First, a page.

After leaving his starters on the field late in meaningless games all year long to punish dissenters and the disbelieving, there's no way New England coach Bill Belichick would sit them down for the regular-season finale at the New York Giants.
Not with his history of playing regulars from first whistle until last. Not with a shot at a perfect record on the line, something that hasn't been done in the NFL in 35 years. Not with the chance to squash any debate about whether these Patriots are the best team ever to set foot on turf. Not even if the Giants, as expected, rest a half-dozen of their own front-line guys to get ready for the playoffs.
Right, Bill? ... Bill? ... Mr. Belichick?
``I'm not worried about anybody else,'' he said after New England beat Miami 28-7 to push their marker to 15-0.
It's worth noting that was the third time Belichick essentially was asked the same question about starters and that each answer boiled down to a version of, ``We'll do what's best for our football team.''
(Translation: Tune in next Saturday night to find out. Nice try, anyway.)
Belichick may not give good quote, as reporters like to say, but nobody gives better misdirection.
Just for kicks, go back and read the statement Belichick crafted after getting caught by the NFL spying on New York Jets coaches with a sideline video camera during the season opener.
It was so artful that even after fining the coach $500,000, and lifting another $250,000 and a first-round pick from the franchise, commissioner Roger Goodell made sure to have the last word: ``This episode,'' he said in a letter to the club, ``represents a calculated and deliberate attempt to avoid long-standing rules designed to encourage fair play and promote honest competition on the playing field.''
That's old news (to everyone but Belichick, who could have taught Captain Ahab a thing or two about revenge).
It's always more instructive to look at what Belichick has done in similar situations, including another textbook example from the Pats' preparations for Miami last week.
fear of having a job.
So now you know that Randy Moss wasn't exaggerating all those times he took the podium after a win and said, ``Coach Belichick would never let us get big heads.''
(Translation: Coach likes swollen heads inside helmets; once the helmets are off, not so much.)
The other thing to remember is the Patriots have won three Super Bowls since 2001, so there's no need for lectures about sealing the deal. They understand it's the last win of the season that validates the ones before it, not the other way around.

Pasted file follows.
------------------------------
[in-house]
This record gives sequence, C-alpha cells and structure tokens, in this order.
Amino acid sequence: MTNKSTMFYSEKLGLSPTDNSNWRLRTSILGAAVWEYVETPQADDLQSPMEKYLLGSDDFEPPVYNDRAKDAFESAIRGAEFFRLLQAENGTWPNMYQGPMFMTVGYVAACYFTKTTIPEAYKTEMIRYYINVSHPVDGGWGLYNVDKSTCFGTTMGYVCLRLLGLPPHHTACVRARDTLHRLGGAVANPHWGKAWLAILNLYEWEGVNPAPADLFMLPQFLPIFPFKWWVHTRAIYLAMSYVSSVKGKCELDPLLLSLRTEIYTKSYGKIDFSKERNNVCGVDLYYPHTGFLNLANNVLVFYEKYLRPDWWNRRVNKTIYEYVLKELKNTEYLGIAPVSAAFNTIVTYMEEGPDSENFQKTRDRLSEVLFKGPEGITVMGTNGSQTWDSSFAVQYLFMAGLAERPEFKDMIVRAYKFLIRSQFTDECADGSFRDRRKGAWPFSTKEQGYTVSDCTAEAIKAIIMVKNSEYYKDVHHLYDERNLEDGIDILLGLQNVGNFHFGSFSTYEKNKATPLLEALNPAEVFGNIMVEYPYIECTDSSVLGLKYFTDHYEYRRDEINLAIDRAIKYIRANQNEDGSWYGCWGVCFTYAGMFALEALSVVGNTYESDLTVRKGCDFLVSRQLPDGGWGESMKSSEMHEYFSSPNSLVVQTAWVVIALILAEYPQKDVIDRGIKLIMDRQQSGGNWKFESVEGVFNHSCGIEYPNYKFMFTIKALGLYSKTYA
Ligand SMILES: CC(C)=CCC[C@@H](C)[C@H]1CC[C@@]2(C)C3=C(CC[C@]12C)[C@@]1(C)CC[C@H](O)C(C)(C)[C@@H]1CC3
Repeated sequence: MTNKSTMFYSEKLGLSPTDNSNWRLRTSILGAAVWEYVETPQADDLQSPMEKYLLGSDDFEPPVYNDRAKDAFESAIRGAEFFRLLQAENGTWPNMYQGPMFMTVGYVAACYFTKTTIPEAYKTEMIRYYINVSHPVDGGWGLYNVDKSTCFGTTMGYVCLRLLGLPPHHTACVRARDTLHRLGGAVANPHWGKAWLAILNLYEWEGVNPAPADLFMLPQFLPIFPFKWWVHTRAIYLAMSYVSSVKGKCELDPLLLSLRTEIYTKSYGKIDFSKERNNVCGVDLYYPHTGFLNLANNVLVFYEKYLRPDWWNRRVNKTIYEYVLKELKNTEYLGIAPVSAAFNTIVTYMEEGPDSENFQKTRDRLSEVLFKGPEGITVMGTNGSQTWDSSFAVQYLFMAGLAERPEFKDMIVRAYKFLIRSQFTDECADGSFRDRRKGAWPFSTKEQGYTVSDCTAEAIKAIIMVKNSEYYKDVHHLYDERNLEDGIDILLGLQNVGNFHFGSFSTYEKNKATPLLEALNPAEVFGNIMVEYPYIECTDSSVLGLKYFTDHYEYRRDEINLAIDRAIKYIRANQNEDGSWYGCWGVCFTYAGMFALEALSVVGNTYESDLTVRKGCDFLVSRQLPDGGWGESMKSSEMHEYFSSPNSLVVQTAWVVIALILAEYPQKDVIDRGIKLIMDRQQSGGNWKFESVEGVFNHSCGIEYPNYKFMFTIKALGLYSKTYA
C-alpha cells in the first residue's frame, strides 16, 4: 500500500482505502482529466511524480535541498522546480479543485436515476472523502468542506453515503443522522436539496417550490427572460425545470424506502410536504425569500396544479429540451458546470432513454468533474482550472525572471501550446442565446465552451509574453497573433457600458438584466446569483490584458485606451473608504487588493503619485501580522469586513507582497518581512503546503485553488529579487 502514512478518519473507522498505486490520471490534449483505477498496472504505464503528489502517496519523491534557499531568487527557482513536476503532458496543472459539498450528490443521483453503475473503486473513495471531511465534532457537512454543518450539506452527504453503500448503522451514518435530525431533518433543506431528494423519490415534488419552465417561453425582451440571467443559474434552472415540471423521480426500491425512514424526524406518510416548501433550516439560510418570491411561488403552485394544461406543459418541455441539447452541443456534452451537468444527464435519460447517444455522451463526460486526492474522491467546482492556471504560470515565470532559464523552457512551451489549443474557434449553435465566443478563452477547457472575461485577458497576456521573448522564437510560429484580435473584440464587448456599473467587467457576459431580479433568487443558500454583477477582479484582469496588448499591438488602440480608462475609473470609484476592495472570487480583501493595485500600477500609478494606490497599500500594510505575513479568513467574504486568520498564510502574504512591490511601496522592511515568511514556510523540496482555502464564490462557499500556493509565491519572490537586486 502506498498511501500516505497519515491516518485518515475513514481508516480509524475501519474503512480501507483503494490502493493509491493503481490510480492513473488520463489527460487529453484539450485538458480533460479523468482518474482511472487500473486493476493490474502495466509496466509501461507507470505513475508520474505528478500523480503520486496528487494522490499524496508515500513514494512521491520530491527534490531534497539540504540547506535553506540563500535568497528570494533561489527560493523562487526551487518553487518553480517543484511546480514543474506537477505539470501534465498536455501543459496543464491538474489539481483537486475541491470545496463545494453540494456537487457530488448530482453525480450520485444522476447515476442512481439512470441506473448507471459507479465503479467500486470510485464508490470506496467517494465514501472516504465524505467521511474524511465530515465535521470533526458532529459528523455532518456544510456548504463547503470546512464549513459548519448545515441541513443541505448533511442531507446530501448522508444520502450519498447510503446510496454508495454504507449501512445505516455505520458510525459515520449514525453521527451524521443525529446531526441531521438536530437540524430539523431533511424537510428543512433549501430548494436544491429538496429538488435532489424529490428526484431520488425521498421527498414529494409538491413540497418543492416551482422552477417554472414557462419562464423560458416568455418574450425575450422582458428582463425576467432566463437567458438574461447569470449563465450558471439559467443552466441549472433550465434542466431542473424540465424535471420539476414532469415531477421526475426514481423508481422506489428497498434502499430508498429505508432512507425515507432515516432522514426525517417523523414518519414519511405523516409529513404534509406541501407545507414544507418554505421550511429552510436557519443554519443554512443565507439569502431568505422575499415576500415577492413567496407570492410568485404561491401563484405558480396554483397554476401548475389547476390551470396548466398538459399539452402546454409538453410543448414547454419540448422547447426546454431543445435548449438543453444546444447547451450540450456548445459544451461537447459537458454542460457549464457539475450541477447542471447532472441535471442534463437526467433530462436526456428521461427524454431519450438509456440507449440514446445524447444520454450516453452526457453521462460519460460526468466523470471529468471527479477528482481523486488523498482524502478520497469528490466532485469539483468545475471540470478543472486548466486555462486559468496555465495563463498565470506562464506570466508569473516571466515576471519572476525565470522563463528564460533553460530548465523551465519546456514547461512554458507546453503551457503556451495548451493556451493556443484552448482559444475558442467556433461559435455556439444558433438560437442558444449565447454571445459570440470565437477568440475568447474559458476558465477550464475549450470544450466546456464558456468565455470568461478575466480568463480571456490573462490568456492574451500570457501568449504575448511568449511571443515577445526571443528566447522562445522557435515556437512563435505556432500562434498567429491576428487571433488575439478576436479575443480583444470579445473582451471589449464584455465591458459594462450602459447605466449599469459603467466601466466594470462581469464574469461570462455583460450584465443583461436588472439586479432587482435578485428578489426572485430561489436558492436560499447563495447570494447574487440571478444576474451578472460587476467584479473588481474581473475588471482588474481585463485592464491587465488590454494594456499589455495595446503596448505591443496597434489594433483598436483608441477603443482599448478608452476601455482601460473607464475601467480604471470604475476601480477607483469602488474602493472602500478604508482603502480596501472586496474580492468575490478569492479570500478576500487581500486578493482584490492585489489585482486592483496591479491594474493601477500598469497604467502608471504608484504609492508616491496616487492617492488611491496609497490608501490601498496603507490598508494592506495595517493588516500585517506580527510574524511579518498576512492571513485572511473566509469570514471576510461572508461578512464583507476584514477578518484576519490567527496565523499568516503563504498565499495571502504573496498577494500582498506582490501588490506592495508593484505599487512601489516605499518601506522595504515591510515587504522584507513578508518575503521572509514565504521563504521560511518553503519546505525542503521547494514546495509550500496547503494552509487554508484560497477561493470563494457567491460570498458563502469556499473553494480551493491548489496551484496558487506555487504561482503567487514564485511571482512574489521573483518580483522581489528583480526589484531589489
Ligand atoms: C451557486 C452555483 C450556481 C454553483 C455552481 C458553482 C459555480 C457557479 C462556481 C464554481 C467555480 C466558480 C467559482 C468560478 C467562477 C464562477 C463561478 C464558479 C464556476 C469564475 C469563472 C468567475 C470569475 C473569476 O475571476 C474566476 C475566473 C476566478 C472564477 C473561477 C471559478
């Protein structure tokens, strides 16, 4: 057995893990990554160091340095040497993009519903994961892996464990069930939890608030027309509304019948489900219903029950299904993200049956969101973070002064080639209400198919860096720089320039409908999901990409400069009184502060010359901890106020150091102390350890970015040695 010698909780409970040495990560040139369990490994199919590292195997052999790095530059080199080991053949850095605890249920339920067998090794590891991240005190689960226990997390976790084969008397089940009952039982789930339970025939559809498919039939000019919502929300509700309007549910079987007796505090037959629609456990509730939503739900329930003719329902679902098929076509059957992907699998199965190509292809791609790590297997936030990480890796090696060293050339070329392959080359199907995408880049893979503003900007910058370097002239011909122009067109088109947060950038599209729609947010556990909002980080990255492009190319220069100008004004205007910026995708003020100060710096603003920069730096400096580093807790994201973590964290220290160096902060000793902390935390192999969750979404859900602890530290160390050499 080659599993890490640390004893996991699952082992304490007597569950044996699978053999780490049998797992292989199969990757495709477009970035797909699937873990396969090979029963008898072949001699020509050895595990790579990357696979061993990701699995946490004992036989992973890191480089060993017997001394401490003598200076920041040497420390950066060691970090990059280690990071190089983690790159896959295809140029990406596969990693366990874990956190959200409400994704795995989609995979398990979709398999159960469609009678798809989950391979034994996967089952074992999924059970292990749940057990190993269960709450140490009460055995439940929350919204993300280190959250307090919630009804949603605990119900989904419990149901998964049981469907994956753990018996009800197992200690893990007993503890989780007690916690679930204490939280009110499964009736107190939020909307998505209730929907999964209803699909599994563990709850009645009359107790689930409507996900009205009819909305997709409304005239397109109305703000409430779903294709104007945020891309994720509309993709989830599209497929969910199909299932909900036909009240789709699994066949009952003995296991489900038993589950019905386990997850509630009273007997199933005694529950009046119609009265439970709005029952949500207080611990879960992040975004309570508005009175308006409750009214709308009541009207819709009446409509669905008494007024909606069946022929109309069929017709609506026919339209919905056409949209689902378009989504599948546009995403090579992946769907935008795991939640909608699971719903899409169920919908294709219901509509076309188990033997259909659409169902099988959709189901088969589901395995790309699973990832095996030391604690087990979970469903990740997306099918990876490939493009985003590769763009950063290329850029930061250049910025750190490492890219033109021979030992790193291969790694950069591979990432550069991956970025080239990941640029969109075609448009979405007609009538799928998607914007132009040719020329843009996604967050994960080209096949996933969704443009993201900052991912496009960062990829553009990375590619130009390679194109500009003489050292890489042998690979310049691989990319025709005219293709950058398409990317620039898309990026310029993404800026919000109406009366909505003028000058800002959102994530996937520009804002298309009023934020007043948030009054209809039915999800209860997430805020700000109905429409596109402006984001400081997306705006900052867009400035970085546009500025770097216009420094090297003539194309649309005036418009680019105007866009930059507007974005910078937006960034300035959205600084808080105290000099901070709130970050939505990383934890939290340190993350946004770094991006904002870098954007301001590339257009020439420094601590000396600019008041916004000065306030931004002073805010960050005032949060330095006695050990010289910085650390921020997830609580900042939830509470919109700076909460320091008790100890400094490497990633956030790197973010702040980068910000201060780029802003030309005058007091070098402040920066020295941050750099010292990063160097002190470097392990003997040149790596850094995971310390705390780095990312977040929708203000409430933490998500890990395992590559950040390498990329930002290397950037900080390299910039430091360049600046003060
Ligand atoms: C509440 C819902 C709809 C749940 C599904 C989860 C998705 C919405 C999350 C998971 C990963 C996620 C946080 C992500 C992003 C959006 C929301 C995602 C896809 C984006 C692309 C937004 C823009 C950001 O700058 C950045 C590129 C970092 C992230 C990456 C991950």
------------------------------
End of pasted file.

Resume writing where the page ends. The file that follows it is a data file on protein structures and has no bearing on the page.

Coaches, however, have very different philosophies about how to get their teams to the big game with the best chance to win.
Look at the Colts' roster next week against Tennessee and you'll see one extreme. Indianapolis coach Tony Dungy has faced the possibility of an unbeaten team several times in recent years, but he always places a premium on having a healthy, rested squad heading into the postseason.
Belichick takes the opposite tack. He's a momentum freak, and a perfectionist besides, and this game plays into both of those dearly held beliefs. The Patriots are playing so far above their competition they're accumulating team and personal records almost as an afterthought. They picked up a few Sunday and put themselves in position to break a few more next week.
As much as Larry Csonka was right when he said about his 1972 Dolphins, ``Perfection ends a lot of arguments,'' it wouldn't be hard to argue that if the Patriots win them all, their unbeaten season would mark them as the best of all time.
The league has never been tougher, or deeper. Players are bigger, stronger and faster. New England's defense might not be as dominating as the 1985 Bears, and the 1992 Cowboys offense might have been able to match them score for score.
Add up the totals at the end of every game, though, and the Patriots leave every team in the Super Bowl era in their dust.
During the Dolphins unbeaten season, admittedly a more conservative, run-and-gritty-defensive era, they averaged only 27.5 points total. The Patriots are beating opponents by an average of more than 20 points, something only one other championship team - the 1941 Bears, who posted a 22.6-point differential - accomplished.
Like everybody else, even Belichick's players won't know until Saturday night whether their coach intends to go after that mark, too.
``He has a tone or a beat, that we're beating to, trying to stay in rhythm,'' Moss said. ``That's what we're beating to now: his beat.''
That beat just goes on ... and on ... and on.
Jim Litke is a national sports columnist for The Associated Press. Write to him at

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